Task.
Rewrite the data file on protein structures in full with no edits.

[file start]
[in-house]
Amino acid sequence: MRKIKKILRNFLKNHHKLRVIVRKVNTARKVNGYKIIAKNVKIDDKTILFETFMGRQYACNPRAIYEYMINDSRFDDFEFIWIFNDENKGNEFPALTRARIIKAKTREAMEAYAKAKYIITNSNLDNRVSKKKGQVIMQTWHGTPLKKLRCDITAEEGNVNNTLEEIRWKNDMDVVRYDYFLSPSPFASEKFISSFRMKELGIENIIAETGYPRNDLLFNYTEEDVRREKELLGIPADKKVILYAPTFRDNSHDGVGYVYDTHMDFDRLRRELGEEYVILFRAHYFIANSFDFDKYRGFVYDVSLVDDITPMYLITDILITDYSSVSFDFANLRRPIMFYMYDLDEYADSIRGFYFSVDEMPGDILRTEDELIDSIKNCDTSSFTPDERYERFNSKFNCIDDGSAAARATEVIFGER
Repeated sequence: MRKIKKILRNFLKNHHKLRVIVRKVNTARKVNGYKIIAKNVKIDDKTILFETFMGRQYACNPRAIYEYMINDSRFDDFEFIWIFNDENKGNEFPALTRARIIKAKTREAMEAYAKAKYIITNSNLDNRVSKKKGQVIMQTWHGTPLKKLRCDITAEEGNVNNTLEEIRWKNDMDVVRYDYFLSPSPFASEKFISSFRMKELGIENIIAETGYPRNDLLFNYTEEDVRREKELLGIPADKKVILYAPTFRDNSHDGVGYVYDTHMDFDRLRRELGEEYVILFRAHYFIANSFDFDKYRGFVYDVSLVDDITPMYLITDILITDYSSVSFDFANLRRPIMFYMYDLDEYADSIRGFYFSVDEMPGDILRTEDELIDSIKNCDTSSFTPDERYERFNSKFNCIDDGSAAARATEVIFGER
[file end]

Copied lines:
[in-house]
Amino acid sequence: MRKIKKILRNFLKNHHKLRVIVRKVNTARKVNGYKIIAKNVKIDDKTILFETFMGRQYACNPRAIYEYMINDSRFDDFEFIWIFNDENKGNEFPALTRARIIKAKTREAMEAYAKAKYIITNSNLDNRVSKKKGQVIMQTWHGTPLKKLRCDITAEEGNVNNTLEEIRWKNDMDVVRYDYFLSPSPFASEKFISSFRMKELGIENIIAETGYPRNDLLFNYTEEDVRREKELLGIPADKKVILYAPTFRDNSHDGVGYVYDTHMDFDRLRRELGEEYVILFRAHYFIANSFDFDKYRGFVYDVSLVDDITPMYLITDILITDYSSVSFDFANLRRPIMFYMYDLDEYADSIRGFYFSVDEMPGDILRTEDELIDSIKNCDTSSFTPDERYERFNSKFNCIDDGSAAARATEVIFGER
Repeated sequence: MRKIKKILRNFLKNHHKLRVIVRKVNTARKVNGYKIIAKNVKIDDKTILFETFMGRQYACNPRAIYEYMINDSRFDDFEFIWIFNDENKGNEFPALTRARIIKAKTREAMEAYAKAKYIITNSNLDNRVSKKKGQVIMQTWHGTPLKKLRCDITAEEGNVNNTLEEIRWKNDMDVVRYDYFLSPSPFASEKFISSFRMKELGIENIIAETGYPRNDLLFNYTEEDVRREKELLGIPADKKVILYAPTFRDNSHDGVGYVYDTHMDFDRLRRELGEEYVILFRAHYFIANSFDFDKYRGFVYDVSLVDDITPMYLITDILITDYSSVSFDFANLRRPIMFYMYDLDEYADSIRGFYFSVDEMPGDILRTEDELIDSIKNCDTSSFTPDERYERFNSKFNCIDDGSAAARATEVIFGER